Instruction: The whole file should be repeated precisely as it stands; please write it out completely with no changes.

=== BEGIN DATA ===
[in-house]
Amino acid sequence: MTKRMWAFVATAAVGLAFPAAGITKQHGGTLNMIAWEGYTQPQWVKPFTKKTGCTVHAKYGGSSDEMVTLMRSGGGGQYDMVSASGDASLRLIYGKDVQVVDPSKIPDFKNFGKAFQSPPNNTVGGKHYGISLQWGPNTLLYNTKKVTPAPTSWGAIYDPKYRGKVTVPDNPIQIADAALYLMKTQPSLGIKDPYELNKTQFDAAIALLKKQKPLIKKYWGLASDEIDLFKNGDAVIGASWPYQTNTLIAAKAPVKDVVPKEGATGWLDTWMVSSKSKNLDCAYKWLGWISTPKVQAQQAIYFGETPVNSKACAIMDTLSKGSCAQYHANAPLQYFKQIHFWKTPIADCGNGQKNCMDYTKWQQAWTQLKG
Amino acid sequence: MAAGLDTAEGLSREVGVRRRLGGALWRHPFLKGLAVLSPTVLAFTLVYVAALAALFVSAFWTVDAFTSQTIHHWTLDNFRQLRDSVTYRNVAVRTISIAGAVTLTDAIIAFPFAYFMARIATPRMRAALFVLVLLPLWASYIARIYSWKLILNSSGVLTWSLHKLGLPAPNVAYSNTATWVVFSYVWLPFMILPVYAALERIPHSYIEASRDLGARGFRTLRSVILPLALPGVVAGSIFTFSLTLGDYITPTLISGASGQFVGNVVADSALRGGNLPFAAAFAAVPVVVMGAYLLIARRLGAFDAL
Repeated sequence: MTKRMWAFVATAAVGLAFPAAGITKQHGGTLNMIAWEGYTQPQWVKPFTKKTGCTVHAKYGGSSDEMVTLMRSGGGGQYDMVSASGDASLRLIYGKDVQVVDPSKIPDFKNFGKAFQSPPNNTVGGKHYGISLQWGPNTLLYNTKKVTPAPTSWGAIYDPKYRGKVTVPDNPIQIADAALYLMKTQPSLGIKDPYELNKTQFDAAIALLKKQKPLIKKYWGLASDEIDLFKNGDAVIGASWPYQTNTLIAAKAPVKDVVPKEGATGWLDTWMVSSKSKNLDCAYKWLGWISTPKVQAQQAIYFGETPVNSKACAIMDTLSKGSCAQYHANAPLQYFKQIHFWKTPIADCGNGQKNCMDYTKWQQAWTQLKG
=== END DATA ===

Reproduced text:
[in-house]
Amino acid sequence: MTKRMWAFVATAAVGLAFPAAGITKQHGGTLNMIAWEGYTQPQWVKPFTKKTGCTVHAKYGGSSDEMVTLMRSGGGGQYDMVSASGDASLRLIYGKDVQVVDPSKIPDFKNFGKAFQSPPNNTVGGKHYGISLQWGPNTLLYNTKKVTPAPTSWGAIYDPKYRGKVTVPDNPIQIADAALYLMKTQPSLGIKDPYELNKTQFDAAIALLKKQKPLIKKYWGLASDEIDLFKNGDAVIGASWPYQTNTLIAAKAPVKDVVPKEGATGWLDTWMVSSKSKNLDCAYKWLGWISTPKVQAQQAIYFGETPVNSKACAIMDTLSKGSCAQYHANAPLQYFKQIHFWKTPIADCGNGQKNCMDYTKWQQAWTQLKG
Amino acid sequence: MAAGLDTAEGLSREVGVRRRLGGALWRHPFLKGLAVLSPTVLAFTLVYVAALAALFVSAFWTVDAFTSQTIHHWTLDNFRQLRDSVTYRNVAVRTISIAGAVTLTDAIIAFPFAYFMARIATPRMRAALFVLVLLPLWASYIARIYSWKLILNSSGVLTWSLHKLGLPAPNVAYSNTATWVVFSYVWLPFMILPVYAALERIPHSYIEASRDLGARGFRTLRSVILPLALPGVVAGSIFTFSLTLGDYITPTLISGASGQFVGNVVADSALRGGNLPFAAAFAAVPVVVMGAYLLIARRLGAFDAL
Repeated sequence: MTKRMWAFVATAAVGLAFPAAGITKQHGGTLNMIAWEGYTQPQWVKPFTKKTGCTVHAKYGGSSDEMVTLMRSGGGGQYDMVSASGDASLRLIYGKDVQVVDPSKIPDFKNFGKAFQSPPNNTVGGKHYGISLQWGPNTLLYNTKKVTPAPTSWGAIYDPKYRGKVTVPDNPIQIADAALYLMKTQPSLGIKDPYELNKTQFDAAIALLKKQKPLIKKYWGLASDEIDLFKNGDAVIGASWPYQTNTLIAAKAPVKDVVPKEGATGWLDTWMVSSKSKNLDCAYKWLGWISTPKVQAQQAIYFGETPVNSKACAIMDTLSKGSCAQYHANAPLQYFKQIHFWKTPIADCGNGQKNCMDYTKWQQAWTQLKG